Your home is killing the planet and mine isn’t: Let’s talk about eco-machismo

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Little Bunnies

My name is Cat, and I’m a vegetarian. I stopped eating meat after I got blitzed at my senior-year BFA show in college, discussed a tidbit from The Omnivore’s Dilemma with a friend, and then and there declared my intent to stop eating meat. I then, very emphatically, told the entire party that I AM BECOMING A VEGETARIAN.

When I woke up the next morning I remembered the declaration. I didn’t want to be “that person” — the one who makes drunken declarations I never live up to. Besides, my then-boyfriend-now-husband and I had been living together for several years and he’d been veg since age 13. That made the plunge seem easy, so I took it.

I can’t speak for my husband, but I’m veg because I believe that it lowers my impact on the planet. I try to make decisions about what I eat, what we buy, and the chemicals and products we use in our home with the intent that we are trying to make the limited resources our world has go a little bit farther for every person. And I don’t usually talk about it much, as other offbeat eaters (NOT meat-eaters!) often like to debate where I draw my consumption line. So sue me: I eat gelatin!

In the Offbeat community, there are so many people making thought-out, well-reasoned decisions about how they might live their lives differently than the rest of the world. Couples getting ring tattoos. Parents sleep training baby. Creating a non-black goth bedroom. That’s what I LOVE about the Offbeat Empire — everyone, Offbeat Lites included, seems to be firm subscribers to the idea that “An unexamined life is not worth living.” Adhering to this tenant makes the world so much more colorful.

Unfortunately, this can also lead to a load of judgement: as seen in DIYer than thou attitudes or the one-lowsmanship (judging people because you were able to spend less than them) sometimes found on Offbeat Bride. Ariel and I were talking about “eco machismo” — the propensity of people to try to strong-arm others’ stories with a “greener than thou” approach. In the end, as Ariel once said:

It’s all forms of status-seeking and seriously: that’s just fine. We all status seek — the issue is laying off the judgment of people who are seeking a status different than yours.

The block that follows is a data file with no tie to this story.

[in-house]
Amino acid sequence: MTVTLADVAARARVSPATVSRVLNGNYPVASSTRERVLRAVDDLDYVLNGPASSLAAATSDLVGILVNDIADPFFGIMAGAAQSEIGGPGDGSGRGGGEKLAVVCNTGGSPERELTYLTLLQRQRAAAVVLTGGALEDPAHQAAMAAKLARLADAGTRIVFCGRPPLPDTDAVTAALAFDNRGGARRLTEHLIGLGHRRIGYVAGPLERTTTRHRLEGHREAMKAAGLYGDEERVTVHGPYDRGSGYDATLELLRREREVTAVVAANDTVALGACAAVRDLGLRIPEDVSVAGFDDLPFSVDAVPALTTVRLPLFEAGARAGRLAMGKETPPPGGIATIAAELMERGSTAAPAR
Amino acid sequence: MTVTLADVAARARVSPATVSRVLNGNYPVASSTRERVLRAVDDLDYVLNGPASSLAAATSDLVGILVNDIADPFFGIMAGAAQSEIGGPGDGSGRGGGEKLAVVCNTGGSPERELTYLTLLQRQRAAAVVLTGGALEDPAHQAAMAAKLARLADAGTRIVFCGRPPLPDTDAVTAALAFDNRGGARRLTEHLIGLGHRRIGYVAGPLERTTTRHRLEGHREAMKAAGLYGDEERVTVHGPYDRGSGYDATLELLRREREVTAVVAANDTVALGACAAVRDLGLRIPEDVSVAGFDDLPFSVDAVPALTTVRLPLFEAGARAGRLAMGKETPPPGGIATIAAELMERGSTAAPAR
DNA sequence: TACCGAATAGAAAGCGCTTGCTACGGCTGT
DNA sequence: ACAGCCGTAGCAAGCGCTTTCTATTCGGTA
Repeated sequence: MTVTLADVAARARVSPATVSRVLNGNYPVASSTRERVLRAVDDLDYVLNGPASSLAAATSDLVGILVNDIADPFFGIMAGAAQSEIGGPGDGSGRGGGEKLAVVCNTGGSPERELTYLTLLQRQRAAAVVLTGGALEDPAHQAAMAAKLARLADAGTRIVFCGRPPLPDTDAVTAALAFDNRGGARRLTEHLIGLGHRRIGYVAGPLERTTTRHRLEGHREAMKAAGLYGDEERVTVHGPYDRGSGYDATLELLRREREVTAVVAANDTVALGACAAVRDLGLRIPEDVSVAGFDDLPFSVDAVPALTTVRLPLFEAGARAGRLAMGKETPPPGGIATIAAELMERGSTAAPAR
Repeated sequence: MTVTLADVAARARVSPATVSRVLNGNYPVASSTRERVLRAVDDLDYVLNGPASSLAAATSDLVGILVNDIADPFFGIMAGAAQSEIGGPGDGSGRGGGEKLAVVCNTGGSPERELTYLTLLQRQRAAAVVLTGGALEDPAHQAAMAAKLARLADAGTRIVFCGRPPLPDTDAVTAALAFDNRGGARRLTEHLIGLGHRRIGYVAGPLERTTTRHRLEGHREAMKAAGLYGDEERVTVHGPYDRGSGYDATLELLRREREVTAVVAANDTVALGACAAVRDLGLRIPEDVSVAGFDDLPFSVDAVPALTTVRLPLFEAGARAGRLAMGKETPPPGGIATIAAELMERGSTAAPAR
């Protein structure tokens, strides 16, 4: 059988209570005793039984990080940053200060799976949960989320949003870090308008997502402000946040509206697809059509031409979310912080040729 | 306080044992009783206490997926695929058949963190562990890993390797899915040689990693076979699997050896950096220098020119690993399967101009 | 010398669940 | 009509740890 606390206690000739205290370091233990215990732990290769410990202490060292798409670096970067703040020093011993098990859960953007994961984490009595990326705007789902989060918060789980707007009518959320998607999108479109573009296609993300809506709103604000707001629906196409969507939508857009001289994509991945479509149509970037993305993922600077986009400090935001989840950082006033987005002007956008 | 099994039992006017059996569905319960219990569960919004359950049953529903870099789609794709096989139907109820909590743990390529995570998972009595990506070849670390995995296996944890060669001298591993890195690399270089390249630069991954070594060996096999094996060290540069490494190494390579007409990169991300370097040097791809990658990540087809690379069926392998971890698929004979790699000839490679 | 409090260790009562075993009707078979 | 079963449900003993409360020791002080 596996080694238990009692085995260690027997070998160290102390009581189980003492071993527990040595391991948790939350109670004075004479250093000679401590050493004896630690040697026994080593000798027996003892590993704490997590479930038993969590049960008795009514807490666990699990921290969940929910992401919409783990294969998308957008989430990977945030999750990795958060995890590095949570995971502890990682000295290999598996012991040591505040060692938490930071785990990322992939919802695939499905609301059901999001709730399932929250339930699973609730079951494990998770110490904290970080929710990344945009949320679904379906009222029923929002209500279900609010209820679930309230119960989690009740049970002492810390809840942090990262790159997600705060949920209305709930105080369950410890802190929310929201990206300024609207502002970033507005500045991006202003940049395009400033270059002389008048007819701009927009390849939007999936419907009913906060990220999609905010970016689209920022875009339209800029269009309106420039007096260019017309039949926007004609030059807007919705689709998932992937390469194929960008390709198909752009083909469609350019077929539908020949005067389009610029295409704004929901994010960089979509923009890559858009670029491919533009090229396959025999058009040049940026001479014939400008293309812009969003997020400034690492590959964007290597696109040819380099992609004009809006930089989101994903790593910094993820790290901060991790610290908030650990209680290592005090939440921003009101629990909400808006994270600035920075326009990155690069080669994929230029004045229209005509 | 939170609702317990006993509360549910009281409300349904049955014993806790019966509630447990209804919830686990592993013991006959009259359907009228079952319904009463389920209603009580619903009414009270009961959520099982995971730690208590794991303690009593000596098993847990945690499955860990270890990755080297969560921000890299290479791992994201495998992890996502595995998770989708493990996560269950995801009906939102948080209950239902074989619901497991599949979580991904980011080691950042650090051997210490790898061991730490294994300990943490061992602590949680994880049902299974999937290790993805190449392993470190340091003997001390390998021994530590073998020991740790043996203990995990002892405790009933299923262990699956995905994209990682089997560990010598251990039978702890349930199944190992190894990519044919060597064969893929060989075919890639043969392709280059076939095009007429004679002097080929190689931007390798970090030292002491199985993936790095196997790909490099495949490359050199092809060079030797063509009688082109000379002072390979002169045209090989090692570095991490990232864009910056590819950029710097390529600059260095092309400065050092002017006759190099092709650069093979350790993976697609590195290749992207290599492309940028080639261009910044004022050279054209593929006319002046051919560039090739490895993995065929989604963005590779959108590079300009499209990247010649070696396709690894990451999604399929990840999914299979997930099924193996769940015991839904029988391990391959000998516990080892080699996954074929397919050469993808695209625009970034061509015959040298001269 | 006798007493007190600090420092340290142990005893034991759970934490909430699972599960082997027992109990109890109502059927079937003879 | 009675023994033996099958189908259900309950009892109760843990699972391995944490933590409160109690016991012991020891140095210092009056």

We all draw our own lines within the spectrum of eco-consciousness, and every bit helps. So even if you are “only” using a green cleaner and make no other changes — bravo!

On Offbeat Home, I anticipate that we’ll have some eco-machismo disagreements: your organic fertilizer is not vegan! When you turn off the computer you’re just adding wear and tear, and which is worse: Using electricity or buying a whole new computer? Aluminum siding was an irresponsible choice. A bunny dies every time you don’t compost a banana peel! HOW DO YOU SLEEP AT NIGHT!?

We’ll try our best to foster discussions focused on celebrating the efforts that each of us make to create sustainable homes. We’re all on the same side here, and everyone has their own journey and their own priorities.

Comments on Your home is killing the planet and mine isn’t: Let’s talk about eco-machismo

  1. I am terrified by global warming and pollution and the current state of biodiversity in general on the planet. This led me to take actions in my life (recently becoming a vegetarian, trying to buy mostly organic and local products, trying to rcycle most things, trying not to use my husband’s car when I can walk or take the bus, etc.). I don’t think I am judmental, I sure hope I am not. Because all these efforts I am doing aim at soothing my own anxieties.
    If other people live differently, it means they don’t have my anxieties, good for them! I still hope they recycle, but that is not mine to control.
    I still like to hang out with people that care for the environment because they don’t think my concerns are silly and I learn a lot from them.

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